Learners Inherit the Future

Lifelong Learners Do These 11 Things

Alvin Toffler

“The illiterate of the 21st century will not be those who cannot read and write, but those who cannot learn, unlearn, and relearn.”

The shelf life of knowledge and skills…

keeps getting shorter and shorter in the world today. On average human knowledge is doubling every 13 months.  As the Internet of Things (IoT) is built out in the world’s infrastructures, IBM predicts human knowledge will double every 12 hours.

Lifelong learning isn’t a luxury; it’s a necessity, it’s a priceless professional development plan. Here are just a few reasons why.

If you continue learning, you stay relevant and you’re more interesting. And the more you learn, the more interesting you become. Learning is a tremendous asset in growing a marriage, parenting, building work relationships and friendships, and rising strong to become a more courageous leader. As a learner, you bring something of value into every one of your connections. So, lifelong learning becomes essential to building meaningful relationships, staying relevant, living a life that matters and living a legacy worth leaving.

Lifelong learning gives us a better understanding of ourselves and the world around us. The more you understand, the more prepared you are to deal with life’s challenges. If you spend time growing spiritually, developing emotional intelligence, self-awareness, and learning how to bounce back from adversity, you will be more resilient. This means you can reduce stress, improve your health and achieve greater professional and personal fulfillment.

Why is lifelong learning important? Whether at home or at work, solving meaningful problems requires creativity and the ability to assimilate diverse points of view quickly. If personal growth and learning are a lifestyle, you will be better equipped to make a more significant contribution.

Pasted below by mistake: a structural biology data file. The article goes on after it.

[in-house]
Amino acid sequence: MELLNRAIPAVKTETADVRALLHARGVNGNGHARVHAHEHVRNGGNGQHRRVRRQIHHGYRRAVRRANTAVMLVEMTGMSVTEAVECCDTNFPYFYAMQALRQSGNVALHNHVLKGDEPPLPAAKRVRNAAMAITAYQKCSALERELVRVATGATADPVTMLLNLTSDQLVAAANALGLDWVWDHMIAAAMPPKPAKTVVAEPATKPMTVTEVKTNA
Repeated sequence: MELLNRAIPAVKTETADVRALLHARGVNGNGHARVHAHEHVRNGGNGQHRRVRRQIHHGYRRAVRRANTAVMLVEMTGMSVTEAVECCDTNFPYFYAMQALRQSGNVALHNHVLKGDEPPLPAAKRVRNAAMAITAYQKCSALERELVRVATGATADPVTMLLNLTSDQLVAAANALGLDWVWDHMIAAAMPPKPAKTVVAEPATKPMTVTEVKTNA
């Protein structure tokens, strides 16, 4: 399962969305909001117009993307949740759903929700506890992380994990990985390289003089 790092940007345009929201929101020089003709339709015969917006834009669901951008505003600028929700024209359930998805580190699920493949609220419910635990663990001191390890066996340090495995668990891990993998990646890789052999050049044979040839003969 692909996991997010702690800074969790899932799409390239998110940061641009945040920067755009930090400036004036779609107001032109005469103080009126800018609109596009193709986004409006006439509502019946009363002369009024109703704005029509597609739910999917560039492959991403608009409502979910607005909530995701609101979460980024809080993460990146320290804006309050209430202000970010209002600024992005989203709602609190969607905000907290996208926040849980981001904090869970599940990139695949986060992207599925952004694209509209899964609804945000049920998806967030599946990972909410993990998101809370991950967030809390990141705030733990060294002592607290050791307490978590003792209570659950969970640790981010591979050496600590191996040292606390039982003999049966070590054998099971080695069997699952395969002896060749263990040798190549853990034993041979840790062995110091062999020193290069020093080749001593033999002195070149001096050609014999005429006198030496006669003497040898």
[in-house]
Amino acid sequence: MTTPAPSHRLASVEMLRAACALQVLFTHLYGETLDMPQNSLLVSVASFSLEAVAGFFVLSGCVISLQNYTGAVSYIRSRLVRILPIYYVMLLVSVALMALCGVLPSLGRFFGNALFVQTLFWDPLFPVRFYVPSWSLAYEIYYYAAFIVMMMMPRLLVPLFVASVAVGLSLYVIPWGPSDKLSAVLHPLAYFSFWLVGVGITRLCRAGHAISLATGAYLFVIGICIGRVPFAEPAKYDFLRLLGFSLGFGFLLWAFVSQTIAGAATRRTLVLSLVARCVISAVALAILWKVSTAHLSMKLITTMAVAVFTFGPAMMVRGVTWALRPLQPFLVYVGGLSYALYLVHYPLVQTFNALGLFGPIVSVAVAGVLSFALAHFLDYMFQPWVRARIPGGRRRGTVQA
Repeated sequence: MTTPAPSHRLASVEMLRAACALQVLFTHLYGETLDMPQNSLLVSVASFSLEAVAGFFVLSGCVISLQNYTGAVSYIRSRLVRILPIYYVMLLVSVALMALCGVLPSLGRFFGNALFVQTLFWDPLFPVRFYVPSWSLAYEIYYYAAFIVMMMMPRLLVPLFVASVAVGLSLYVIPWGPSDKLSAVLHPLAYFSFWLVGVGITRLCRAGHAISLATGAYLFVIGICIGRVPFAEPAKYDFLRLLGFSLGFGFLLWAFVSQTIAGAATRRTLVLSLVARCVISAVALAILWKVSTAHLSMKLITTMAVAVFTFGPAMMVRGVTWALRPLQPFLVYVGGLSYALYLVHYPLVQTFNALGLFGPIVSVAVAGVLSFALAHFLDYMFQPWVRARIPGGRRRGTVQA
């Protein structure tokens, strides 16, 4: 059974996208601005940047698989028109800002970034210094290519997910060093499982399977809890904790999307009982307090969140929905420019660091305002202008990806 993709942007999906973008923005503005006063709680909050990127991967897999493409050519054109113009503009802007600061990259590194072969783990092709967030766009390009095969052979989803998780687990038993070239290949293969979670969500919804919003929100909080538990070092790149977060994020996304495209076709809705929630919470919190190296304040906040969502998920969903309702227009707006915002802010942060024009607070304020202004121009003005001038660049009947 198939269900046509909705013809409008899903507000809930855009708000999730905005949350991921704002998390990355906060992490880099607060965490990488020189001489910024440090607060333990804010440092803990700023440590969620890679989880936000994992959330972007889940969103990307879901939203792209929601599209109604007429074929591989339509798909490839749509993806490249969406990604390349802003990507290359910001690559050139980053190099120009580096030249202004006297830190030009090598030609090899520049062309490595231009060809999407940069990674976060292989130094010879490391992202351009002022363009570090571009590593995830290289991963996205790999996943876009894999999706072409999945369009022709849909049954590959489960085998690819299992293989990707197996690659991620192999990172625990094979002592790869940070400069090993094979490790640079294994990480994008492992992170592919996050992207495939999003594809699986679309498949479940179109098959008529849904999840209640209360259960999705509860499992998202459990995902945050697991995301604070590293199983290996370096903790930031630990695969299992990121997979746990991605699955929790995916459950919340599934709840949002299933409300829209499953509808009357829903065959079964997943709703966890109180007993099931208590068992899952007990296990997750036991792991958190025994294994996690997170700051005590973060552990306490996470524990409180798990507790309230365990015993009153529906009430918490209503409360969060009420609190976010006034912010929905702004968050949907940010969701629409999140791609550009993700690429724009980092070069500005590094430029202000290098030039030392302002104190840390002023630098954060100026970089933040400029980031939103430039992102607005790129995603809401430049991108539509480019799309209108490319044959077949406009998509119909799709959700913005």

If you want to enrich your story you will need to step out of your comfort zone. And if you want to create a lifestyle of lifelong learning, then it is time to set some personal and professional goals. Here are 11 suggestions to borrow from:

1.  Engage in Restless Curiosity

Curiosity—the desire to know and understand the world around us is a powerful motivator for learning. For some, their world of interest is specialized and narrow; for others, it’s vast and abundant.

The fact is, curiosity invites you to step out of your comfort zone. Having personal development goals and a professional development plan helps cultivate a spirit of curiosity. And doing so is key to ongoing professional development and lifelong learning. Invitations to learn are everywhere. You can ignore them, resist them or explore them with wonder. If you are intentional about looking for and accepting the invitations, you will see what others don’t see. Once you stop learning, you lose the amazing privilege humans have—the gift of never-ending personal development and growth .

2. Believe It’s Never Too Late to Start Something